One of the things which I have admired about the poetry of Anthony Barnett, and this has been true now for many years, is his ability to adopt different perspectives. We are presented time and again with a quality of diffracted light as words bend around the corners of a subject or aperture. A typical example for me occurs on page 197 of the collected poems which appeared in 2012, Poems & (Tears in the Fence in association with Allardyce Book ABP):
“I turn away from you
whom I no longer know.
I turn towards you
whom I do not know.
We were gentle.
You were one and the same.”
The present and the past, the self and the other, are caught as in a painting by Duchamp. This new publication consists of prose fragments and poems arising from the search for an unknown woman who appears in a video clip. It has an air of mystery such as that which haunts Paul Auster’s New York Trilogy and it
recalls the words of Ortega y Gasset in his 1984 book Historical Reason:
“At another time we shall see that, while astronomy for example is not a part of the stellar bodies it researches and discovers, the peculiar vital wisdom we call life experience is an essential part of life itself, constituting one of its principal components or factors. It is this wisdom that makes a second love necessarily different from a first one, because the first love is already there and one carries it rolled up within. So if we resort to the image, universal and ancient as you will see, that portrays life as a road to be traveled and traveled again …we could say that in walking along the road of life we keep it with us, know it; that is the road already traveled curls up behind us, rolls up like a film. So that when he comes to the end, man discovers that he carries, stuck there on his back, the entire roll of the life he led.”
The first of three epigraphs which front this new volume from Anthony Barnett’s highly professional and invariably attractive small Press, Allardyce Book, is a quotation from Isak Dinesen which offers an intriguing stance from which to contemplate the nature of story-telling:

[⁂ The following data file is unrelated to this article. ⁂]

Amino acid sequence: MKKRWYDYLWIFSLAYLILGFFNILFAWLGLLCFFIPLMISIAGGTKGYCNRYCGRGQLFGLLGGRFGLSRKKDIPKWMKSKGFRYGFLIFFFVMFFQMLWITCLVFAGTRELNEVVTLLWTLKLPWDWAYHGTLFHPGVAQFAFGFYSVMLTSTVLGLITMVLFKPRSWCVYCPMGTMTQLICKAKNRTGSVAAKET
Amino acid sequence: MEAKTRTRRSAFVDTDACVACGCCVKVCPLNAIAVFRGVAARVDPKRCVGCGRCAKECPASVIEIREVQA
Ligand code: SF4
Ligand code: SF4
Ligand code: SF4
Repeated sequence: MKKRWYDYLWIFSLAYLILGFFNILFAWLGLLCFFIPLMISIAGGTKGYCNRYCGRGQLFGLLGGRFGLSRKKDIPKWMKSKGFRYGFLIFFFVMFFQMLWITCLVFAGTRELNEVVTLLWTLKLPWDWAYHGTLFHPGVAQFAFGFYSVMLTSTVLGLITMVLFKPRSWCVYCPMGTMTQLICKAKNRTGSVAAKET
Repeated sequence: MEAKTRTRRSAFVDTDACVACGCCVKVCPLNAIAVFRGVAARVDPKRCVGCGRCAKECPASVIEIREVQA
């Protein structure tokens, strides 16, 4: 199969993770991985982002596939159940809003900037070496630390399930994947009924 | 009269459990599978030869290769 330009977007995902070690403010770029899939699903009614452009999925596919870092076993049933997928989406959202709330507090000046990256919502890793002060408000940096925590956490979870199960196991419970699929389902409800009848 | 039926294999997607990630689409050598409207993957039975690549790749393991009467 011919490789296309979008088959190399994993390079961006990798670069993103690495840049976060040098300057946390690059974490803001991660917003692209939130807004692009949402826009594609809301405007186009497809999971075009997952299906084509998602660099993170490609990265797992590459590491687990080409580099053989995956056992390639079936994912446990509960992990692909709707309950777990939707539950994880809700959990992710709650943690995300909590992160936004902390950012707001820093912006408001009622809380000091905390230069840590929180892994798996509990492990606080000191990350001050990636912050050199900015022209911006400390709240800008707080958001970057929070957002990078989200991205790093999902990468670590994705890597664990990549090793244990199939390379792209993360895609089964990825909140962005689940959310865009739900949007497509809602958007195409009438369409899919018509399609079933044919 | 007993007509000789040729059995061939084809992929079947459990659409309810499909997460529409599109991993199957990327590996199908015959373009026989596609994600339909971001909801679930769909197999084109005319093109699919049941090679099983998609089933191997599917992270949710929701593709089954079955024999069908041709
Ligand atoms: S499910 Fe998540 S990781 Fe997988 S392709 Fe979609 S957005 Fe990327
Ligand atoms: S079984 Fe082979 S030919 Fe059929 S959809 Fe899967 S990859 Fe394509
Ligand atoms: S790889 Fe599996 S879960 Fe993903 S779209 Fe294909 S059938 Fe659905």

“The happy man comforted me and begged me not to take a story too much to heart.”
Barnett’s narrator is not a “happy man” but he is one who seeks, one whose restless mind plays backwards and forwards over past and present images and whose opening statement emphasizes this spirit of enquiry:
“IT HAS BEEN SAID THAT THE ONE WHO LOVES YOU IS NOT THE one who sees you every day but the one who looks for you every day. I wonder if you agree. It is possible to see and to look at the same time.”
The Making of a Story is of course about story-telling and as the pages unroll it is one which one wishes very much to take to heart whether or not this excludes one from being classified as “happy”! When I read it I was immediately put in mind of a little piece by John Berger published over thirty years ago in Granta. Berger was contemplating the portrait of Aesop painted by Velásquez and this led him to reflect upon the importance of story-telling:
“Indirectly, Aesop’s eyes tell a lot about story-telling. Their expression is reflective. Everything he has seen contributes to his sense of the enigma of life: for this enigma he finds partial answers – each story he tells is one – yet each answer, each story, uncovers another question, and so he is continually failing and this failure maintains his curiosity. Without mystery, without curiosity and without the form imposed by a partial answer, there can be no stories – only confessions, communiqués, memories and fragments of autobiographical fantasy which for the moment pass as novels.”
Anthony Barnett’s work keeps asking questions, keeps peering at different perspectives, and this lends to it a deeply moving restlessness which one can go back to time and time again. The narrator may express “anxiety for what is gone” but he moves forward “to make poetry out of the world”.
This is a deeply serious book which needs to be read by anyone who wishes to come to an understanding of who they are in relation to the world around them.
Ian Brinton, 30th July 2018